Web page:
Moderator’s Comments – Posted 29 October 2019 As one who loves to read history, I have never quite shared the desire to keep anniversaries. It often seems that the louder the […]
As one who loves to read history, I have never quite shared the desire to keep anniversaries. It often seems that the louder the celebration, the more distorted the message, and history gets replaced by lessons in civics. But October is Reformation month, and 31 October 1517 is as convincing a date as any to remember as the beginning of the Protestant Reformation. The medieval Church of the day was busy selling indulgences, where buyers were assured that they would acquire spiritual benefits. In 1476 the papacy extended these benefits to purgatory, which meant that one might buy an indulgence (just a piece of paper with conditions and promises set out) for deceased relatives. One might hope to get grandma out of purgatory and into heaven by paying money to view relics. The Augustinian monk, Martin Luther, was horrified at this premature outbreak of the something like the prosperity gospel. So he objected in his 95 Theses, which were almost certainly nailed to the Castle Church door in Wittenberg where he taught biblical studies at the newly-opened local university.
Any human movement will be mixed. Luther himself – like the rest of us – did not march impeccably through life. He could be too crude and explosive at times; he could be wrongly opportunistic as when he tried to condone the bigamy of Philip of Hesse; and his treatises against the Jews in his final years would have been better not written. The same can be said of all the Reformers, including Calvin. The English Reformation was particularly mixed, yet somehow God was at work, achieving His purposes.
What is all this saying to us, here on the other side of the world, five hundred years after the event? For now, let us make two points. The first one is that Reformation sought to recapture the full and inerrant authority of the Bible. In one sense the Bible was everywhere in the medieval period. There were mystery plays such as The Acts of the Apostles in France which had 61,908 lines of rhymed verse and took 40 days to perform. In addition, there were morality plays which personified virtues and vices to encourage godly living. Miracle plays depicted the lives of the saints, both biblical and extra-biblical. In another sense, the Bible was hidden. It was a visual age, full of fake news – not unlike our own. Both Angers and Constantinople claimed to be exhibiting the head of John the Baptist, for example.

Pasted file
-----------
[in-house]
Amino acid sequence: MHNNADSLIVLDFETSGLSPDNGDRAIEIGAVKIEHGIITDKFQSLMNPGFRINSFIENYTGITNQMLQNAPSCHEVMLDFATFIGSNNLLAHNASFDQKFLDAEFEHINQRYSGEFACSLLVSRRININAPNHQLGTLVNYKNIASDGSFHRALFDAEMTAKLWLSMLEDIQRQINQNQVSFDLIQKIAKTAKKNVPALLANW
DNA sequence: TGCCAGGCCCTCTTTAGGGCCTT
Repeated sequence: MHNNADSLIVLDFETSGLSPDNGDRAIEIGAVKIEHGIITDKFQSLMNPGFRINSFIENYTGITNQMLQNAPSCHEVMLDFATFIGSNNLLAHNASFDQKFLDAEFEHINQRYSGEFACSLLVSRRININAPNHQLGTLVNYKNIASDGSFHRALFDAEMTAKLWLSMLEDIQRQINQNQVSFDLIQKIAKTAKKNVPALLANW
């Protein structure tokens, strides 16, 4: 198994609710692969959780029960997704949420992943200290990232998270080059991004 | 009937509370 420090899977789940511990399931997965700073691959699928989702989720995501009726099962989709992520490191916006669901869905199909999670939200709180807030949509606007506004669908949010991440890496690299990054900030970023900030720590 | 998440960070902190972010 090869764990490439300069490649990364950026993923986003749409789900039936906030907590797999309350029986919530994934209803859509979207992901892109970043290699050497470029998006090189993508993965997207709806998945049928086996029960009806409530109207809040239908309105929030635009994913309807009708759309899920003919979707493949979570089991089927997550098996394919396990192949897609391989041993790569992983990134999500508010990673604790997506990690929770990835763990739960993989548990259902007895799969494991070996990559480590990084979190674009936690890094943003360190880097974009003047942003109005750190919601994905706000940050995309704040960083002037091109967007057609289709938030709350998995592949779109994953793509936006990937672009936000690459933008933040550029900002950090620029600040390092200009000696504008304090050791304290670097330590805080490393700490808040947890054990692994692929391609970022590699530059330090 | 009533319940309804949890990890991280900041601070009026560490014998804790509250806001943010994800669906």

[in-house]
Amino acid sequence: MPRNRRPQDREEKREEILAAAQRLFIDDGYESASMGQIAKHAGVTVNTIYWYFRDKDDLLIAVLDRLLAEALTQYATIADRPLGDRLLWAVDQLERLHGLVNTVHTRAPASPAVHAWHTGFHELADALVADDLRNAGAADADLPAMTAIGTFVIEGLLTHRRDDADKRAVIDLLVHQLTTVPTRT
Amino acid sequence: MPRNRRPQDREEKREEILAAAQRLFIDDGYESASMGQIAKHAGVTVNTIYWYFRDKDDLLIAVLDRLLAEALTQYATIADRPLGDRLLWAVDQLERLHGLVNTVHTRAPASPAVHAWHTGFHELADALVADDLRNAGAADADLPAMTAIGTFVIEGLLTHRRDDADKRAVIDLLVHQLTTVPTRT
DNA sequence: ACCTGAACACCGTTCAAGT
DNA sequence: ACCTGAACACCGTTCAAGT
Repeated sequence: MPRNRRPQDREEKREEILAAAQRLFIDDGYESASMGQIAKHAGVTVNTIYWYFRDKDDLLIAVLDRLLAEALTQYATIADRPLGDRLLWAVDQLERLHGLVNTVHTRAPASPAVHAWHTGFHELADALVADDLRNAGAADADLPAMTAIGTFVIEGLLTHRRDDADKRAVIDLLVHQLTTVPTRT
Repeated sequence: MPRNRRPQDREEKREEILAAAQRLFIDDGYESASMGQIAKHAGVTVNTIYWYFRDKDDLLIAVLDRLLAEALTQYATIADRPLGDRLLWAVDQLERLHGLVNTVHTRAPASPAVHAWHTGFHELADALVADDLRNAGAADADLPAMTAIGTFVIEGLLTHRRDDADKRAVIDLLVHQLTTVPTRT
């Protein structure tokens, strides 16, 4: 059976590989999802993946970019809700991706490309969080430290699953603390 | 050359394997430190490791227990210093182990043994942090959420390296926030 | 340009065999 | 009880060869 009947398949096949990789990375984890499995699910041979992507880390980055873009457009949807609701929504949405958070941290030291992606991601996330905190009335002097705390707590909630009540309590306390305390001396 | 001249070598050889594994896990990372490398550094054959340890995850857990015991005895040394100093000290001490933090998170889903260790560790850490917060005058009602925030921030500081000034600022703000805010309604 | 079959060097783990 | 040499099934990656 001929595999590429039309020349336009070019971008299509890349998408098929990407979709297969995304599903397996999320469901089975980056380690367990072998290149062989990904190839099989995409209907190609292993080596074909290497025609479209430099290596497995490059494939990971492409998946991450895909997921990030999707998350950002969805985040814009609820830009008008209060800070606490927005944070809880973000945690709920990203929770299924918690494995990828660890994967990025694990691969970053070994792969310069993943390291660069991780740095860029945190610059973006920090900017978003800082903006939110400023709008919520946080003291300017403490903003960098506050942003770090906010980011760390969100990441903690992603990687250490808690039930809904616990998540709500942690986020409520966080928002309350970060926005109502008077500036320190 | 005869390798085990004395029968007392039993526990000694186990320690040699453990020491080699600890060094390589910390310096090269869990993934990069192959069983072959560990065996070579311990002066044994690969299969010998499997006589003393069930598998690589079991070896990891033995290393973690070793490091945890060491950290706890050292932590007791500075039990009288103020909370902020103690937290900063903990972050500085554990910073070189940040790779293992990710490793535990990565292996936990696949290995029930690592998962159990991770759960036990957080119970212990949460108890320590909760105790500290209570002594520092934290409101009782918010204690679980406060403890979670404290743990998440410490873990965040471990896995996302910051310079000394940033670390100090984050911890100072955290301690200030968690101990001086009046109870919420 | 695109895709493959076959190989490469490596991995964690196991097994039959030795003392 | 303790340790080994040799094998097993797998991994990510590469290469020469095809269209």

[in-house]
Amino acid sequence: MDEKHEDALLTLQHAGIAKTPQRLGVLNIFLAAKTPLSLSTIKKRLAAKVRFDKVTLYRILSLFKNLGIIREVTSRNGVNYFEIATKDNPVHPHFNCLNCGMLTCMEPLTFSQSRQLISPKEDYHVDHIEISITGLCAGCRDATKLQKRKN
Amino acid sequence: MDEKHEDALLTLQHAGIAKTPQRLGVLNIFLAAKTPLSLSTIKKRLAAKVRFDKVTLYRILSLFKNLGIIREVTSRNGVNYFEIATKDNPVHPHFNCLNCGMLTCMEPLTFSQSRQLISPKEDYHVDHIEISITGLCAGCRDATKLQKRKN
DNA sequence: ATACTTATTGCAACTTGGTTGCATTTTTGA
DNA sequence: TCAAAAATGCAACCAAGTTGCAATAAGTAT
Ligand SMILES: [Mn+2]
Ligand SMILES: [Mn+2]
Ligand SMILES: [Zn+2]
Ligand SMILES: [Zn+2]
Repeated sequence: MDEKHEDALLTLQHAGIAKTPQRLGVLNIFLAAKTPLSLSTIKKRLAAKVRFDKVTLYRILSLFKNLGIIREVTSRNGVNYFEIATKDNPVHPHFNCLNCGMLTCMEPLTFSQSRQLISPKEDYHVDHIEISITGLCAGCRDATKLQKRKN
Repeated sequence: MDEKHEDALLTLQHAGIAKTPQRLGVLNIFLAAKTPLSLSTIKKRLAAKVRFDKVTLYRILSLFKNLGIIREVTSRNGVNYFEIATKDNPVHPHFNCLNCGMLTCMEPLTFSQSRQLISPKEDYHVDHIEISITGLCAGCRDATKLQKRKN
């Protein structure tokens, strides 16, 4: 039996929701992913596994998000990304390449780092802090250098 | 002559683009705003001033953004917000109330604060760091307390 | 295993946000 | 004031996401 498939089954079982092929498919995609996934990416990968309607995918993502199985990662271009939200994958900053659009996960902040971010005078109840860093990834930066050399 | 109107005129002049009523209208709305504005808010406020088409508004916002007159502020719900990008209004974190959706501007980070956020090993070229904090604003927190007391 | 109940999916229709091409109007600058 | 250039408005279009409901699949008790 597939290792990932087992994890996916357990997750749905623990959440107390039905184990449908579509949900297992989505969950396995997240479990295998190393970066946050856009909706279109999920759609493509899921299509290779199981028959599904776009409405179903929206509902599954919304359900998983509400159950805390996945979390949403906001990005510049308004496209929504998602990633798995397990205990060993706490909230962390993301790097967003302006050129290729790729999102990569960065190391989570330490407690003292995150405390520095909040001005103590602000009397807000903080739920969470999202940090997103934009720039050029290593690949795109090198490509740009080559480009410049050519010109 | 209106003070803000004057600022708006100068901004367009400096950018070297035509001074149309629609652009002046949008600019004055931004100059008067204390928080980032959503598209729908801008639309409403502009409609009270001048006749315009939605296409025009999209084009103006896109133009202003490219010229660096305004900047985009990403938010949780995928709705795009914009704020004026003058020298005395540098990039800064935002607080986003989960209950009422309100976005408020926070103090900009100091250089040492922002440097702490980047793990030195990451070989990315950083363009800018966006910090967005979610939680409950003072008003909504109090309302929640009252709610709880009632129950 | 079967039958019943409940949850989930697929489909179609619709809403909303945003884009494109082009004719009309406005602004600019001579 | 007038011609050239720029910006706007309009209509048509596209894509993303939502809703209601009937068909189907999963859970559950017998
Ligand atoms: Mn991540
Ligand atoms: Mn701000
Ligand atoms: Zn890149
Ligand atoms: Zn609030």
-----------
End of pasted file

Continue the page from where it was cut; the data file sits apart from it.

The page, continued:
Against that, the Reformers looked to the Bible alone as the sufficient and inerrant Word of God – which is how it presents itself (cf. Deut.4:2; Psalm 119; Mark 7:1-23; John 10:35; 17:17; 2 Tim.3:15-17). When Heinrich Bullinger of Zurich wrote a commentary on the epistles of Paul, James and Peter, he declared:
First of all, we would like to point out, dear reader, that we have written no laws, but commentaries, which one must verify, and may not be considered as divine oracles. The Bible is the only measuring stick for the truth. Where, then, you notice that I have not been quite correct in my interpretation, lay my commentary aside and follow the Bible.
This is the challenge to us as individuals and as a Church. To know God, we need to know His Word. We need to believe it – all of it – and understand how it fits together and cling to it when the world disparages it and supposed friends undermine it.
The second point is related to this; it concerns the sufficiency of Christ in saving His people. Medieval Catholicism had some attractive characters, but in general it was a giant treadmill. When King Henry VII (1485-1509) of England died, it was found he had provided that no fewer than 10,000 masses be said for the repose of his soul. The emperor Charles V outdid this – he left provision for 30,000 masses to be said for his soul. The once for all perfect sacrifice of Christ, so clearly demonstrated in the book of Hebrews, was apparently not enough (see especially Hebrews 7-9).
There were exceptions, and I recently read that the astronomer Copernicus, who was a cleric in the medieval Church, died with Luke 18:13 (‘God be merciful to me, a sinner’) on his lips. Much clearer, however, is the testimony of the Reformers. Calvin asked, and then answered his own question: ‘Do we wish to come to him? Then let us come empty-handed, for whatever we bring to him will be like smoke in our hands.’ We contribute sin; Christ reveals His astounding grace.
There could not be two more important questions for us to confront: How do we know God? And how can we sinners be saved? The Reformation teaches us what God tells us in the Bible. His Word written is sufficient and true, and the Word made flesh is sufficient and true. Soli Deo Gloria!